Imagine how neat it would be if your own teeth were able to completely fill in the hole left by a cavity! With scientific advancements, self-repairing teeth could become a fascinating reality in the coming future.
Hey Stem Cells—Wake Up!
Scientists are looking closely at the drug Tideglusib, an inexpensive experimental cell-stimulating drug deemed safe for use in patients exhibiting Alzheimer’s Disease. Researchers believe this drug may be the answer to naturally treating tooth decay. Baby teeth and permanent teeth have an abundant source of usable stem cells in their dental pulp, the innermost tooth layer made of nerves and blood vessels. Presently, these stem cells can regenerate a very thin layer of new dentin after a dental injury, but not nearly enough to close up the gap remaining after drilling out a cavity. Instead of filling in a cavity with cement or amalgam, this drug would “wake up” stem cells within the pulp to regrow enough bone tissue to naturally fix the tooth after decay damage. Tooth repair with Tideglusib has only been tested on rats, but researchers hope to start human trials in the coming year.
Another tactic to stimulating dental pulp stem cells in teeth is currently being researched at the University of Buffalo’s School of Dental Medicine in New York. Dr. Praveen Arany, an assistant professor of oral biology, is testing photobiomodulation, or low-level light therapy, to heal and regenerate dentin tissue.
Benefits of Enhanced Dentin Regrowth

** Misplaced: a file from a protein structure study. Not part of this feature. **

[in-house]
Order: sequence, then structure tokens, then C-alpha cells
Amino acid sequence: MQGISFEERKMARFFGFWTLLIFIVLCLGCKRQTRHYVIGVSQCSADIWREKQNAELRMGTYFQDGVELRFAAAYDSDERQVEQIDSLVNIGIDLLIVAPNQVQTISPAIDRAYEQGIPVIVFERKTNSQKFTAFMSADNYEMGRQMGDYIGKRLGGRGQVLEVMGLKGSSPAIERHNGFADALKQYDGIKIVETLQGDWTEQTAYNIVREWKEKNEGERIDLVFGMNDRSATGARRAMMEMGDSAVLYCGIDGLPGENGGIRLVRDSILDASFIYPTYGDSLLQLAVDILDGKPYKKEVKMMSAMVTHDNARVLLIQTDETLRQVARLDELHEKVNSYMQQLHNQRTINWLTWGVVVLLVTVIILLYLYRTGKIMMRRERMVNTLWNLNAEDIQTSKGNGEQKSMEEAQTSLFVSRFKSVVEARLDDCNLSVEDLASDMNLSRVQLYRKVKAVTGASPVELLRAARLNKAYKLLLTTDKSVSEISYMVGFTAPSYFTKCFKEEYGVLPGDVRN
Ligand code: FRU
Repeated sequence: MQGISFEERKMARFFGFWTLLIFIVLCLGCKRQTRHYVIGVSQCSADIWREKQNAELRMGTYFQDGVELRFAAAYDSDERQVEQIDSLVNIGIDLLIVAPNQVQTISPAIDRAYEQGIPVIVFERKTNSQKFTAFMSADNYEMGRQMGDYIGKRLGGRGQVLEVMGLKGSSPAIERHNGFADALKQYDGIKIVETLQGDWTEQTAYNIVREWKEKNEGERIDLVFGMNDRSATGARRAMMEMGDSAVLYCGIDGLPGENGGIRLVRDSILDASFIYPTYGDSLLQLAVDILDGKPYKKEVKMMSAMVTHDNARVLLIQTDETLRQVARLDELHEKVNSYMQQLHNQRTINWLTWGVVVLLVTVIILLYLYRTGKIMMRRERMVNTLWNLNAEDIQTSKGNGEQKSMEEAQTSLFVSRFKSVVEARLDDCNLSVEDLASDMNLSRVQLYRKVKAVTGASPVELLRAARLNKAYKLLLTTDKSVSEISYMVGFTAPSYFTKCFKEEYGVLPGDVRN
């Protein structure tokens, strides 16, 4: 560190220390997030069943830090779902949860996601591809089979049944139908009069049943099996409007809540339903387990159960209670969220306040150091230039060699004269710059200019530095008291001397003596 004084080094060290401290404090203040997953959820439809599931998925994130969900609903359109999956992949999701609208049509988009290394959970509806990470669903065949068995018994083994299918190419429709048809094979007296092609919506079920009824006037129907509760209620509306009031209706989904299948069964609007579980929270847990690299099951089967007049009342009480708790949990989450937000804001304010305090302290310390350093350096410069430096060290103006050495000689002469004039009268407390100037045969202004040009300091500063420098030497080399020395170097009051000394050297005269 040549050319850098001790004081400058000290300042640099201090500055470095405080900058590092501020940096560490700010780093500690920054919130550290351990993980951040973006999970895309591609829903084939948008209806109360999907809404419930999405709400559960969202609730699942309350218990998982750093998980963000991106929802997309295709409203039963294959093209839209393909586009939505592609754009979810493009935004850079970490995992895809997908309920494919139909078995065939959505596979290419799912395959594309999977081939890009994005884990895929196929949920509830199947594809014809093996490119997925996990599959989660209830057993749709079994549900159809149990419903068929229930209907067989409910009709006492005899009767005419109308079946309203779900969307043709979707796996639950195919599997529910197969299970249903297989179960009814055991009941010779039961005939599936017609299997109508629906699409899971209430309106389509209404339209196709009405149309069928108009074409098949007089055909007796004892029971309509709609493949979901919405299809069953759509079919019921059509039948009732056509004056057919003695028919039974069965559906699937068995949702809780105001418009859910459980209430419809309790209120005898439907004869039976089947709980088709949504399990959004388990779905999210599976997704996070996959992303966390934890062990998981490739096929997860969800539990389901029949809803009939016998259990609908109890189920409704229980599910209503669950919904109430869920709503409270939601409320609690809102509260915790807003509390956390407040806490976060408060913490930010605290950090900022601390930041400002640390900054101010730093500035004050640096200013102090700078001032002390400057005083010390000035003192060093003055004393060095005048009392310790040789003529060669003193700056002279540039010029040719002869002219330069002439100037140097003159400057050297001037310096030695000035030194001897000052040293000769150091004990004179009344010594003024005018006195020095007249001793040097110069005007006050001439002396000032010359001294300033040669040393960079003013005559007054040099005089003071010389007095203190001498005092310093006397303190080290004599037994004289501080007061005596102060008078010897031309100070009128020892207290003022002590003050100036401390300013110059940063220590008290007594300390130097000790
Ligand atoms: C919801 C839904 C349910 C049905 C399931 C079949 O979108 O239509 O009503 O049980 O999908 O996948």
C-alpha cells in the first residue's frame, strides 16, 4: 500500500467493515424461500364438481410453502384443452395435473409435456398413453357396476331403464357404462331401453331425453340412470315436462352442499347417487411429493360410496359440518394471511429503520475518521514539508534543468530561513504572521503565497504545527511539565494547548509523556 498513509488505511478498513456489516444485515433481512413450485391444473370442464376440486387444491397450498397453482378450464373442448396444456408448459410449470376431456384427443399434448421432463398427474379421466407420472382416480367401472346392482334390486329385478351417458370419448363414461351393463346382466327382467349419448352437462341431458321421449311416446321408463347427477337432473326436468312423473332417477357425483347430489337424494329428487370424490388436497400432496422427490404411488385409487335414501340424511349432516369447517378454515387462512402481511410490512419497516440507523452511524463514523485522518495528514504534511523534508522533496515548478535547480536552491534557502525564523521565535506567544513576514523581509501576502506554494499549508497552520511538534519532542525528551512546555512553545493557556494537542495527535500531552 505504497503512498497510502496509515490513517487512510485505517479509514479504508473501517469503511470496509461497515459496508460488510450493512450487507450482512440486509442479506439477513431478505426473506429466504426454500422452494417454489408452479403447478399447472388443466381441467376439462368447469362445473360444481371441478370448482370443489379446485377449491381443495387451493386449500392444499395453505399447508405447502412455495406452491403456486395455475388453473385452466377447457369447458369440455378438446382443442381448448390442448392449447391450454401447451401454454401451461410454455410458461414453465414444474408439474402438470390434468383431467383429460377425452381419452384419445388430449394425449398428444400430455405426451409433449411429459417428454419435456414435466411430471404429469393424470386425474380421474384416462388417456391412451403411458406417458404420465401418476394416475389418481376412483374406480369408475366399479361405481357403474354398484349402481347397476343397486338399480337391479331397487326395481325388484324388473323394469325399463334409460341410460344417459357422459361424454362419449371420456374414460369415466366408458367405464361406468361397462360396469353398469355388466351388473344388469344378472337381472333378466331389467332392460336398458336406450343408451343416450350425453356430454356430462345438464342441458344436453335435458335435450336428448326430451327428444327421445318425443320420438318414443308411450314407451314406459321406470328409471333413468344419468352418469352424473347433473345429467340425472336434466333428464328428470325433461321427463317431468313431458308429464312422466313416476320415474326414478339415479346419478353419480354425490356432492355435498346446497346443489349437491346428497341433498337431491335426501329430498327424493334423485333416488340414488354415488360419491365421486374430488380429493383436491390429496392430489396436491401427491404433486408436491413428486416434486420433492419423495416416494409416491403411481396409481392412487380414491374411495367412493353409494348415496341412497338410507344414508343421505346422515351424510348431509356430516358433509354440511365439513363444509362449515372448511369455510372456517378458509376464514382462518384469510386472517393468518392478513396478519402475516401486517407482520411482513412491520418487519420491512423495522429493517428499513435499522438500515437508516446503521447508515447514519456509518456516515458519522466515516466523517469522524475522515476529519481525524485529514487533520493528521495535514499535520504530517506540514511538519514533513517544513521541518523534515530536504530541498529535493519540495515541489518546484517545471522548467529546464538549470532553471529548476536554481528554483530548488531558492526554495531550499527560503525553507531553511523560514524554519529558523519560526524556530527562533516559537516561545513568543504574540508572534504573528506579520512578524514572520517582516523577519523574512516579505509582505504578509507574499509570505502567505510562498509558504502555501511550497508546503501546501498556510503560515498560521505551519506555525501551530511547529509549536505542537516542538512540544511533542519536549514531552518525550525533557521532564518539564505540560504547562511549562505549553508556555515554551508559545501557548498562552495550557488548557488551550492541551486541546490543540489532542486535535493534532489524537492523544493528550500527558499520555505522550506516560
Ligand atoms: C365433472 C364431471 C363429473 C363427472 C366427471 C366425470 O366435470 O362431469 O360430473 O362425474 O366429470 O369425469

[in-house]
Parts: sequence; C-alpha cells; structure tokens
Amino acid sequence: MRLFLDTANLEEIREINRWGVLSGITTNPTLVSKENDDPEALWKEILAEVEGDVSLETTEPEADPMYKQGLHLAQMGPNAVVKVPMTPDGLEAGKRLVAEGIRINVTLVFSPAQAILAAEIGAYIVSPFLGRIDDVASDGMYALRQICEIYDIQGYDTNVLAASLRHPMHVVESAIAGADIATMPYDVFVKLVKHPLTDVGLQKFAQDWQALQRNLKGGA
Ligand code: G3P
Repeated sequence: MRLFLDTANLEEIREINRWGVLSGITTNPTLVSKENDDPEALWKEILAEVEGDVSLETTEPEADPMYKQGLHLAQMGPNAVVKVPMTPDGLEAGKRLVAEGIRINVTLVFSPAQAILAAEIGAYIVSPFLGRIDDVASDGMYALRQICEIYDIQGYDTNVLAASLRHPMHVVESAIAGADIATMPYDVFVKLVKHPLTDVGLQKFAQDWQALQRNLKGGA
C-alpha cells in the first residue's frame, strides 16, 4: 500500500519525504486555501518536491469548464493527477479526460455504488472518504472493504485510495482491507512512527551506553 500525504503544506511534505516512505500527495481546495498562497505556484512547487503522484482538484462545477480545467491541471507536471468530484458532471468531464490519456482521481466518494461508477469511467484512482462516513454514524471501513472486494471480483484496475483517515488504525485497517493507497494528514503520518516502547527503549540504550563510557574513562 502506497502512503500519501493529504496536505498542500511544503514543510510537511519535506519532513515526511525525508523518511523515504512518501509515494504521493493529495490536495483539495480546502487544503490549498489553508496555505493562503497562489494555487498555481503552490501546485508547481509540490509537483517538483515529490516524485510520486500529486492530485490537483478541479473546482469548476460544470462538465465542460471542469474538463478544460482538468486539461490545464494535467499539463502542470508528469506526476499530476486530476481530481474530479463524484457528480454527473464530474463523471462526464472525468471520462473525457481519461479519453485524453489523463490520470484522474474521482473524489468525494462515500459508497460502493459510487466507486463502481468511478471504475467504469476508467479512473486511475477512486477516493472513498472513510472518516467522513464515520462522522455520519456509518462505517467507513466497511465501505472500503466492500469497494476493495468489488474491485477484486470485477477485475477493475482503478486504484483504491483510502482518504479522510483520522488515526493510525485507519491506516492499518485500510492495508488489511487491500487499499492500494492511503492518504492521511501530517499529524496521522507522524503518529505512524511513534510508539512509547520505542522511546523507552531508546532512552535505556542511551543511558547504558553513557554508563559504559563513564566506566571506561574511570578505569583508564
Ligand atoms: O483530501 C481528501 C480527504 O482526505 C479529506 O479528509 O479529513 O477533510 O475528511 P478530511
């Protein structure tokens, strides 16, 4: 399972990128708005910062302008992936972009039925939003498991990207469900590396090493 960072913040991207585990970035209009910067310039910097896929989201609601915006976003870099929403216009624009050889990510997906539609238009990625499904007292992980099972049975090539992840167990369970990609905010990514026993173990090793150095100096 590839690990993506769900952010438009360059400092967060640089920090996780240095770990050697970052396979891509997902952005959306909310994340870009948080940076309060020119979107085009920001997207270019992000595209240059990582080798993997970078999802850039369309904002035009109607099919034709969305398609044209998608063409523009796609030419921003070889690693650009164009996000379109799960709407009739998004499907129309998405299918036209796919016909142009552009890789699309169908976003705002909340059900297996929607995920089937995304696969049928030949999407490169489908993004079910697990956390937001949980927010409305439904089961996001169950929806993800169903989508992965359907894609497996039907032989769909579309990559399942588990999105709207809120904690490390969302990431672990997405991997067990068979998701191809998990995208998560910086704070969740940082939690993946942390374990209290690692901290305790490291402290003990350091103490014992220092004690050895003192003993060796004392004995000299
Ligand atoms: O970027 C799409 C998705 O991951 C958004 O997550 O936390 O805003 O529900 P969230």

Harnessing the power to mobilize stem cells within the dental pulp could be the start to a new era in dental practices! After root canal therapy, a patient’s tooth could be prompted to regrow its own filling for greater strength and durability, instead of using synthetic materials. Moreover, for those with tooth sensitivity, dentists could grow an intrinsic barrier of dentin to protect a tooth’s inner nerves from irritation.
Regrowing an Entire Tooth
The only current avenue of growing an entire tooth is by harvesting embryo stem cells, which involves many ethical and legal considerations. Therefore, researchers are searching for other ways to create a “tooth primordium”, or a tooth in its first developmental stage, to regrow a new tooth in a patient’s jaw. However, there is a still a lot of research and legalities to sort out, so don’t expect being able to regrow your entire tooth for many, many years.
We Can Restore Your Smile Now!
Until we join the ranks of self-regenerating organisms such as salamanders, starfish, and plants, we offer realistic-looking tooth-replacement options today. Ask us about dentures and dental implants to restore the function and appearance of your smile. We also utilize the latest-and-greatest technology to safely and effectively detect and treat tooth decay, so you can be confident your smile is healthy. Schedule your next appointment at our Gilbert dental office!